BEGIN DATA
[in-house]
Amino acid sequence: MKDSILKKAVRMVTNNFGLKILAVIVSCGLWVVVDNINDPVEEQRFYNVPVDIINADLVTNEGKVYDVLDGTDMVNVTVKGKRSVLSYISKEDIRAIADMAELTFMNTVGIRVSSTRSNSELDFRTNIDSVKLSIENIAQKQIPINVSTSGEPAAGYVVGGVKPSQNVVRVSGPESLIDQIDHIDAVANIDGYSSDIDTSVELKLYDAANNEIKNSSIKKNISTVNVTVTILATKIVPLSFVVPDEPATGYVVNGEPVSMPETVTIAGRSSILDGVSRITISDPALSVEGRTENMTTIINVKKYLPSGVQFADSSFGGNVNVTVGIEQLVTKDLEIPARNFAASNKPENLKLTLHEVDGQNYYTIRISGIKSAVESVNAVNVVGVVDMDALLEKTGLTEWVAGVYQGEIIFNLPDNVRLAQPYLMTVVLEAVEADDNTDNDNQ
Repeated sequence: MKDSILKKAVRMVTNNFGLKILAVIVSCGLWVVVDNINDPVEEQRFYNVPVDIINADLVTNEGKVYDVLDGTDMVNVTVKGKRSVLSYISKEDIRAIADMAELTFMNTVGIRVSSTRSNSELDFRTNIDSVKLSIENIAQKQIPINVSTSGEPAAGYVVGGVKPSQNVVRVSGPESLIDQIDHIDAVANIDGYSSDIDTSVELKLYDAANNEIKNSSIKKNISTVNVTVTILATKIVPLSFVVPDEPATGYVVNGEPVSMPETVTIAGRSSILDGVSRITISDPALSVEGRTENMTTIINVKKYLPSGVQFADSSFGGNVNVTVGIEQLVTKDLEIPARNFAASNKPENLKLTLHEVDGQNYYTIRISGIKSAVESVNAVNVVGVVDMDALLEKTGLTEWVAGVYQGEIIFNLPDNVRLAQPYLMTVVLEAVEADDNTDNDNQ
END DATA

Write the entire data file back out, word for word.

[in-house]
Amino acid sequence: MKDSILKKAVRMVTNNFGLKILAVIVSCGLWVVVDNINDPVEEQRFYNVPVDIINADLVTNEGKVYDVLDGTDMVNVTVKGKRSVLSYISKEDIRAIADMAELTFMNTVGIRVSSTRSNSELDFRTNIDSVKLSIENIAQKQIPINVSTSGEPAAGYVVGGVKPSQNVVRVSGPESLIDQIDHIDAVANIDGYSSDIDTSVELKLYDAANNEIKNSSIKKNISTVNVTVTILATKIVPLSFVVPDEPATGYVVNGEPVSMPETVTIAGRSSILDGVSRITISDPALSVEGRTENMTTIINVKKYLPSGVQFADSSFGGNVNVTVGIEQLVTKDLEIPARNFAASNKPENLKLTLHEVDGQNYYTIRISGIKSAVESVNAVNVVGVVDMDALLEKTGLTEWVAGVYQGEIIFNLPDNVRLAQPYLMTVVLEAVEADDNTDNDNQ
Repeated sequence: MKDSILKKAVRMVTNNFGLKILAVIVSCGLWVVVDNINDPVEEQRFYNVPVDIINADLVTNEGKVYDVLDGTDMVNVTVKGKRSVLSYISKEDIRAIADMAELTFMNTVGIRVSSTRSNSELDFRTNIDSVKLSIENIAQKQIPINVSTSGEPAAGYVVGGVKPSQNVVRVSGPESLIDQIDHIDAVANIDGYSSDIDTSVELKLYDAANNEIKNSSIKKNISTVNVTVTILATKIVPLSFVVPDEPATGYVVNGEPVSMPETVTIAGRSSILDGVSRITISDPALSVEGRTENMTTIINVKKYLPSGVQFADSSFGGNVNVTVGIEQLVTKDLEIPARNFAASNKPENLKLTLHEVDGQNYYTIRISGIKSAVESVNAVNVVGVVDMDALLEKTGLTEWVAGVYQGEIIFNLPDNVRLAQPYLMTVVLEAVEADDNTDNDNQ